Industry: Visitors to China have reported that some “three-in-one combinations” in industry are being disbanded as “inefficient” in favor of more “specialized and technical” forms of decision making. In early 1977, one element of the ruling coalition publicly proposed, for the first time in the history of socialist China – implementing the Taylor system of management in industrial enterprises. Although all evidence suggests that this proposal was quickly dropped (at least for the moment), its publication is nonetheless useful in helping to define the rightist extremes of the present coalition. Since that time, public statements have called for a strong and independent management system to run production with the Party’s role in management reduced to exercising general unified leadership over major issues.
Foreign Trade and Self-Reliance: Since the purge, Chinese purchases of foreign technology and plants have increased rapidly with the avowed aim of increasing China’s technological base and purchasing sufficient oil-related equipment to allow China to become a major oil exporter by 1980. This tendency has most recently been manifested in the trade agreement agreed to by China and Japan at the end of February involving $20 billion in trade, $10 billion in imports of Japanese heavy technology to be paid for largely by delayed exports of Chinese oil. As this process of increasing trade for foreign technology has progressed, the mass media in China has switched its emphasis from “self-reliance” to “making things foreign serve China.”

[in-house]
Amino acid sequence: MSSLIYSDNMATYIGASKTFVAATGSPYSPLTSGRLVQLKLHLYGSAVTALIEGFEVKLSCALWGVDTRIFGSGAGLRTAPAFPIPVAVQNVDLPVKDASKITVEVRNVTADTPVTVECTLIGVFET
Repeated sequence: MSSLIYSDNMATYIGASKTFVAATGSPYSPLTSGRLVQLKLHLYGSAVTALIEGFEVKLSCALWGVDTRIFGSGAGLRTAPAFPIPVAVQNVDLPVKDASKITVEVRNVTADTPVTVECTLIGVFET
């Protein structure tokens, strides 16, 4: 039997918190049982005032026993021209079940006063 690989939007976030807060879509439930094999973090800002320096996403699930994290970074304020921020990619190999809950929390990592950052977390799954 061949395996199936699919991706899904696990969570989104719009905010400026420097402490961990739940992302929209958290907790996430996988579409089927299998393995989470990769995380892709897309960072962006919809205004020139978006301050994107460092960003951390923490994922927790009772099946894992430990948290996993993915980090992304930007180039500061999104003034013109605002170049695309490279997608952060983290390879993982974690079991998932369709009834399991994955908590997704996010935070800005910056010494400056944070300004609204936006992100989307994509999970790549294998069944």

Inherent in this plan is the need to reduce investment in agriculture, or to increase “accumulation” from agriculture, at least in the short term, in order to have sufficient resources to purchase foreign technology and to develop the related industries. Simultaneously, with increased imports of Western technology comes increasing linkage with the capitalist world economy – with its various contradictions – and potentially increased dependency on foreign technology and foreign supplies – with their various contradictions.
Literature, Art and Education: The now resuscitated “Report Outline on the Work of the Academy of Sciences,” originally sponsored by Deng Xiao-ping in 1976, suggests that ”one should not talk about class struggle in science and technology.” In an article criticizing the “four’s” handling of Culture, Peking Review (#4, 1977) went so far as to say “a work of art can be good or bad, refined or crude, and so on and so forth. But what is right or wrong in art?”